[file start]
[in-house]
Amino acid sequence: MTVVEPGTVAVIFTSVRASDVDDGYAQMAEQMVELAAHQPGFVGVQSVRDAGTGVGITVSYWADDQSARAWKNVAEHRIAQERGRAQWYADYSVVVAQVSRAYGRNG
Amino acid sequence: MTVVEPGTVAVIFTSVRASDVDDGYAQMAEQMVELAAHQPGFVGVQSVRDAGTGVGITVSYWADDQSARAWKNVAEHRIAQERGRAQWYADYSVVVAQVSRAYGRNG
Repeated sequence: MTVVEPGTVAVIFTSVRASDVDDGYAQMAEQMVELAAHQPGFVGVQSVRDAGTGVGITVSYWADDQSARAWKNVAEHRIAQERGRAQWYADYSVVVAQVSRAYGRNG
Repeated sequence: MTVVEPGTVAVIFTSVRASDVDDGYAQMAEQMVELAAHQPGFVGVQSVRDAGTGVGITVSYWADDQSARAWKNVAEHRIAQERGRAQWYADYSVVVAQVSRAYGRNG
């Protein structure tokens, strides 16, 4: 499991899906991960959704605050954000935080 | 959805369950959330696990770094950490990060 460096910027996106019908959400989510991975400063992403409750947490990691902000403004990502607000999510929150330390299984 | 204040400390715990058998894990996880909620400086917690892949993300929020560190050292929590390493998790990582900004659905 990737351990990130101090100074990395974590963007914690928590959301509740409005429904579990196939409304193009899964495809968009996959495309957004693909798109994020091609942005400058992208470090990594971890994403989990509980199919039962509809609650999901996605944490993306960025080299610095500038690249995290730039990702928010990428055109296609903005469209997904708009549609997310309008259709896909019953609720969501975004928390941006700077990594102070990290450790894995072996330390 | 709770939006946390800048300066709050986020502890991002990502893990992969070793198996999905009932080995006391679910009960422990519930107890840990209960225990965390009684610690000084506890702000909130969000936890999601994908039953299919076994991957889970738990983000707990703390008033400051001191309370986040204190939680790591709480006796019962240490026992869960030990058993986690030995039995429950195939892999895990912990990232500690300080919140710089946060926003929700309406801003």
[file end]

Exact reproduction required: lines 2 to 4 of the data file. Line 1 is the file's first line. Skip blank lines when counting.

Amino acid sequence: MTVVEPGTVAVIFTSVRASDVDDGYAQMAEQMVELAAHQPGFVGVQSVRDAGTGVGITVSYWADDQSARAWKNVAEHRIAQERGRAQWYADYSVVVAQVSRAYGRNG
Amino acid sequence: MTVVEPGTVAVIFTSVRASDVDDGYAQMAEQMVELAAHQPGFVGVQSVRDAGTGVGITVSYWADDQSARAWKNVAEHRIAQERGRAQWYADYSVVVAQVSRAYGRNG
Repeated sequence: MTVVEPGTVAVIFTSVRASDVDDGYAQMAEQMVELAAHQPGFVGVQSVRDAGTGVGITVSYWADDQSARAWKNVAEHRIAQERGRAQWYADYSVVVAQVSRAYGRNG